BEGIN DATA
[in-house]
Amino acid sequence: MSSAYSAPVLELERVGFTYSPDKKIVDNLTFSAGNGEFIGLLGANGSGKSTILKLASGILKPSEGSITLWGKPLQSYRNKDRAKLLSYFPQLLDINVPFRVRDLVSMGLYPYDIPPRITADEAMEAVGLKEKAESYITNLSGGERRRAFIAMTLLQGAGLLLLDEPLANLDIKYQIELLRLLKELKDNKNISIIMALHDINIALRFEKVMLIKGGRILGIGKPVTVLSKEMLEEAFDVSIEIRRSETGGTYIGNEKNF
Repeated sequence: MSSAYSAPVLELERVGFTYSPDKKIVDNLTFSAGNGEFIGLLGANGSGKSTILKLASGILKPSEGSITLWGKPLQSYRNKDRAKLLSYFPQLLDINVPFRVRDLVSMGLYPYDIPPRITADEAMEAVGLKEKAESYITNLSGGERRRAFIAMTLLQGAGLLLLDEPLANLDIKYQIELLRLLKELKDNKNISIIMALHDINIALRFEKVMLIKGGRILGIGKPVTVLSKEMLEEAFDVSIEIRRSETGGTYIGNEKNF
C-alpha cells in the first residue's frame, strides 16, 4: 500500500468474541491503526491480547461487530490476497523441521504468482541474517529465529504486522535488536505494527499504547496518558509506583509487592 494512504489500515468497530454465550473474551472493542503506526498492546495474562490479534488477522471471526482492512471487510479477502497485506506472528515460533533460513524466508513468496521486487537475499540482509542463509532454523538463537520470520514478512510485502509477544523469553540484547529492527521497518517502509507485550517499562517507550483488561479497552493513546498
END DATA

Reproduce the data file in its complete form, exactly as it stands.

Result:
[in-house]
Amino acid sequence: MSSAYSAPVLELERVGFTYSPDKKIVDNLTFSAGNGEFIGLLGANGSGKSTILKLASGILKPSEGSITLWGKPLQSYRNKDRAKLLSYFPQLLDINVPFRVRDLVSMGLYPYDIPPRITADEAMEAVGLKEKAESYITNLSGGERRRAFIAMTLLQGAGLLLLDEPLANLDIKYQIELLRLLKELKDNKNISIIMALHDINIALRFEKVMLIKGGRILGIGKPVTVLSKEMLEEAFDVSIEIRRSETGGTYIGNEKNF
Repeated sequence: MSSAYSAPVLELERVGFTYSPDKKIVDNLTFSAGNGEFIGLLGANGSGKSTILKLASGILKPSEGSITLWGKPLQSYRNKDRAKLLSYFPQLLDINVPFRVRDLVSMGLYPYDIPPRITADEAMEAVGLKEKAESYITNLSGGERRRAFIAMTLLQGAGLLLLDEPLANLDIKYQIELLRLLKELKDNKNISIIMALHDINIALRFEKVMLIKGGRILGIGKPVTVLSKEMLEEAFDVSIEIRRSETGGTYIGNEKNF
C-alpha cells in the first residue's frame, strides 16, 4: 500500500468474541491503526491480547461487530490476497523441521504468482541474517529465529504486522535488536505494527499504547496518558509506583509487592 494512504489500515468497530454465550473474551472493542503506526498492546495474562490479534488477522471471526482492512471487510479477502497485506506472528515460533533460513524466508513468496521486487537475499540482509542463509532454523538463537520470520514478512510485502509477544523469553540484547529492527521497518517502509507485550517499562517507550483488561479497552493513546498